The Philippines is the 82nd happiest place out of 157 economies, according to a report released by the Sustainable Development Solutions Network (SDSN) and the Earth Institute at Columbia University.
The report, which urged nations, regardless of wealth, to tackle inequality and the environment, showed the Philippines as a happy place to live in, one notch higher than China.
The top 10 this year were Switzerland, Iceland, Denmark, Norway, Finland, Canada, the Netherlands, New Zealand, Australia and Sweden.
The United States came in at 13th, followed by the United Kingdom at 23rd; France, 32nd, and Italy, 50th.
Syria, Afghanistan and eight sub-Saharan countries are the 10 least happy places on earth to live, the report said.
The bottom 10 countries were Madagascar, Tanzania, Liberia, Guinea, Rwanda, Benin, Afghanistan, Togo, Syria and Burundi.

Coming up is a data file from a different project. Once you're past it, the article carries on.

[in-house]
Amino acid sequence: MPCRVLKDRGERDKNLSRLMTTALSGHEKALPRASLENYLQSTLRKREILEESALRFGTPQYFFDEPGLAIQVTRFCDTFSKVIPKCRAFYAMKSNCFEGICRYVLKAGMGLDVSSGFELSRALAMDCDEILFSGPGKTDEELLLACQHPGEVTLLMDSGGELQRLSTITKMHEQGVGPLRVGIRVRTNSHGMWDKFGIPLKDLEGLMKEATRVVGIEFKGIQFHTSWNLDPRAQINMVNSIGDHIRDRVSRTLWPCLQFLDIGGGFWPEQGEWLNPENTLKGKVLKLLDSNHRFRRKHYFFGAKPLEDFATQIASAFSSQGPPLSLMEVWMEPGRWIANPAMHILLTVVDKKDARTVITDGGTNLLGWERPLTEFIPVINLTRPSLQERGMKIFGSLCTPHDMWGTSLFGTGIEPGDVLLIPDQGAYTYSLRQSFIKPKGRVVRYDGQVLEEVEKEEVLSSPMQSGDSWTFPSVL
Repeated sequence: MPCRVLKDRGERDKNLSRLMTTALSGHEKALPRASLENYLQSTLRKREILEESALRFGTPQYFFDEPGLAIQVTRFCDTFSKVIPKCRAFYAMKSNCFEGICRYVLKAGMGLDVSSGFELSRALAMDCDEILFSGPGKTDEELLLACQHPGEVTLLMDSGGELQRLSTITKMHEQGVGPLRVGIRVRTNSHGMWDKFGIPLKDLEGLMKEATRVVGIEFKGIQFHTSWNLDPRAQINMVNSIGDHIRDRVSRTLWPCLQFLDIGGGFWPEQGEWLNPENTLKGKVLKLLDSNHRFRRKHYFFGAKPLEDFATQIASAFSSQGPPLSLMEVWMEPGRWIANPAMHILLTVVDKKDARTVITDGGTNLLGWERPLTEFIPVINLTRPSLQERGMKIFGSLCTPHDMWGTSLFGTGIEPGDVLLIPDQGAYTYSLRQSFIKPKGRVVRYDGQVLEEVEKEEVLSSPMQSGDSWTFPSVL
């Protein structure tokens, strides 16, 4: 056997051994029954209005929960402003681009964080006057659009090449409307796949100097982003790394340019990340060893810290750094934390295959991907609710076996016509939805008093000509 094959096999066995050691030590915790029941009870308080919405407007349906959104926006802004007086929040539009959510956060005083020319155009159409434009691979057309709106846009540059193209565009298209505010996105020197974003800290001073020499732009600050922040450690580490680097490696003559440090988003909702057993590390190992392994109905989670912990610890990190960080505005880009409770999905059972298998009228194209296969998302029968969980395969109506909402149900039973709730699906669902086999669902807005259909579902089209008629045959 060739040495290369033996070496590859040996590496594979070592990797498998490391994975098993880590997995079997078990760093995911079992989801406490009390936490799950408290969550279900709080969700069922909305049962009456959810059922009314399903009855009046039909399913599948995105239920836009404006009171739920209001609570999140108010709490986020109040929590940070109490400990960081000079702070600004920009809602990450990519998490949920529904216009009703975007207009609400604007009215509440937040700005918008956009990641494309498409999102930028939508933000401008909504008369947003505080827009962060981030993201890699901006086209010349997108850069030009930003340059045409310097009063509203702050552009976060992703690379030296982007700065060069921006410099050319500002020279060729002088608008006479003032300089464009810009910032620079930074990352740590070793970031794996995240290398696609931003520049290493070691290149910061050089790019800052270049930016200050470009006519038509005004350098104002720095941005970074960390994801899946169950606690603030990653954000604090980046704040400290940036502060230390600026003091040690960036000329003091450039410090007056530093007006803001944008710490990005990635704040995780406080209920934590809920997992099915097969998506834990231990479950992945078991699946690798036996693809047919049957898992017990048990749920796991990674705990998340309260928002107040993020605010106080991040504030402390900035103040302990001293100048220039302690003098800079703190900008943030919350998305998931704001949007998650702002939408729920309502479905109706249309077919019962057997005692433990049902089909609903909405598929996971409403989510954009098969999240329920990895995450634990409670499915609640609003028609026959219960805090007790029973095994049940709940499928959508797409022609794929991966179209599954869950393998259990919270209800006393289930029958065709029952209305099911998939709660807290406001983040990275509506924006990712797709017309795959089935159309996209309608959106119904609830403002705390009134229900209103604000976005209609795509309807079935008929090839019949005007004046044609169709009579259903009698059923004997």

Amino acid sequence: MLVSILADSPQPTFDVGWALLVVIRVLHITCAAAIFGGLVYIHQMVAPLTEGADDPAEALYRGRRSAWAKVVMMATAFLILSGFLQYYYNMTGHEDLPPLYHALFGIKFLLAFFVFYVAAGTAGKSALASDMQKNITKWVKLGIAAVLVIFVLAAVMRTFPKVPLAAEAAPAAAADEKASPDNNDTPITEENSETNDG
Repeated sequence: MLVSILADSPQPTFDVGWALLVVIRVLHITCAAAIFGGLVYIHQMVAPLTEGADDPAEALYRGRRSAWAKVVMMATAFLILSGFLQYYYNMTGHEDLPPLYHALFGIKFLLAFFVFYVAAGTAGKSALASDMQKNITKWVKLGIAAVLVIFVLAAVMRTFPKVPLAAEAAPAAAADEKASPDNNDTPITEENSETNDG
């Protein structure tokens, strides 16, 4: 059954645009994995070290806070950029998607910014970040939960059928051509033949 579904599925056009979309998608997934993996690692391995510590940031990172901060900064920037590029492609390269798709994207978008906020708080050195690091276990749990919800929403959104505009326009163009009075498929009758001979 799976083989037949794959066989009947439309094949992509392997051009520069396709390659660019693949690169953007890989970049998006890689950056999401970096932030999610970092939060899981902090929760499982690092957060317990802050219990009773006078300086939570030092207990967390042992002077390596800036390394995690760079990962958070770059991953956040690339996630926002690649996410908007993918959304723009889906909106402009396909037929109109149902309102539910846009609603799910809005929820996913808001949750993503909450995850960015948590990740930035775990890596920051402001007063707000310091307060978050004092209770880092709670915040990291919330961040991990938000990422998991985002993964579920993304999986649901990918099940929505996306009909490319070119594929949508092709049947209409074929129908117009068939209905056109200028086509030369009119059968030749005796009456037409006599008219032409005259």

In Asia, Singapore (22nd) was categorized as the happiest country to live in, followed by Thailand (33rd), Taiwan (35th), Malaysia (47th), Japan (53rd) Hong Kong (75th) and Indonesia (79th).
The report, now in its fourth edition, ranked 157 countries by happiness levels using factors such as per capita gross domestic product and healthy years of life expectancy.
It also rated “having someone to count on in times of trouble” and freedom from corruption in government and business.
“When countries single-mindedly pursue individual objectives, such as economic development to the neglect of social and environmental objectives, the results can be highly adverse for human wellbeing, even dangerous for survival,” it said.
“Many countries in recent years have achieved economic growth at the cost of sharply rising inequality, entrenched social exclusion, and grave damage to the natural environment.”
Source and image: Philstar
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